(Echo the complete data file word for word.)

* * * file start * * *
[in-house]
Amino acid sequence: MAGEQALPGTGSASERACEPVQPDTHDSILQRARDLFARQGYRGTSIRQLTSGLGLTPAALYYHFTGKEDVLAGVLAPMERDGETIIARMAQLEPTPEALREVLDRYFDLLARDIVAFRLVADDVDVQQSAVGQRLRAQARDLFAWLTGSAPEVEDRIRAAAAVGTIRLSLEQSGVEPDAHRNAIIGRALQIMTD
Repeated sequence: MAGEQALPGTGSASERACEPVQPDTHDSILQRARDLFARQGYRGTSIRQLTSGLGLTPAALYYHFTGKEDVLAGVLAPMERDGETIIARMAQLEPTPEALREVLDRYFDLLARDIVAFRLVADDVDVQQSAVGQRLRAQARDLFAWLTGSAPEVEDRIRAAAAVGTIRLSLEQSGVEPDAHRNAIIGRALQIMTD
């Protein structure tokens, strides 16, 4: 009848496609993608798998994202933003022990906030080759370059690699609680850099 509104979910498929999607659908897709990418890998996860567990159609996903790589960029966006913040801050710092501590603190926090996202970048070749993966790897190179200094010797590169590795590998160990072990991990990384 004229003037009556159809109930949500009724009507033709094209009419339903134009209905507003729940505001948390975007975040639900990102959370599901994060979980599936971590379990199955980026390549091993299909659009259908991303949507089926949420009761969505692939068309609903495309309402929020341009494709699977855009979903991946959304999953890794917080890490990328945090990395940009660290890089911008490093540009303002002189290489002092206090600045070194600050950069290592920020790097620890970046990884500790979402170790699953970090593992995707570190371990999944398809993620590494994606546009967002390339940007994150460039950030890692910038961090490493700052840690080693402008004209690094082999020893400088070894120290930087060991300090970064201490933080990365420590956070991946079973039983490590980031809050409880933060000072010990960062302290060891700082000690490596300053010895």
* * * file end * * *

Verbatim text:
[in-house]
Amino acid sequence: MAGEQALPGTGSASERACEPVQPDTHDSILQRARDLFARQGYRGTSIRQLTSGLGLTPAALYYHFTGKEDVLAGVLAPMERDGETIIARMAQLEPTPEALREVLDRYFDLLARDIVAFRLVADDVDVQQSAVGQRLRAQARDLFAWLTGSAPEVEDRIRAAAAVGTIRLSLEQSGVEPDAHRNAIIGRALQIMTD
Repeated sequence: MAGEQALPGTGSASERACEPVQPDTHDSILQRARDLFARQGYRGTSIRQLTSGLGLTPAALYYHFTGKEDVLAGVLAPMERDGETIIARMAQLEPTPEALREVLDRYFDLLARDIVAFRLVADDVDVQQSAVGQRLRAQARDLFAWLTGSAPEVEDRIRAAAAVGTIRLSLEQSGVEPDAHRNAIIGRALQIMTD
């Protein structure tokens, strides 16, 4: 009848496609993608798998994202933003022990906030080759370059690699609680850099 509104979910498929999607659908897709990418890998996860567990159609996903790589960029966006913040801050710092501590603190926090996202970048070749993966790897190179200094010797590169590795590998160990072990991990990384 004229003037009556159809109930949500009724009507033709094209009419339903134009209905507003729940505001948390975007975040639900990102959370599901994060979980599936971590379990199955980026390549091993299909659009259908991303949507089926949420009761969505692939068309609903495309309402929020341009494709699977855009979903991946959304999953890794917080890490990328945090990395940009660290890089911008490093540009303002002189290489002092206090600045070194600050950069290592920020790097620890970046990884500790979402170790699953970090593992995707570190371990999944398809993620590494994606546009967002390339940007994150460039950030890692910038961090490493700052840690080693402008004209690094082999020893400088070894120290930087060991300090970064201490933080990365420590956070991946079973039983490590980031809050409880933060000072010990960062302290060891700082000690490596300053010895």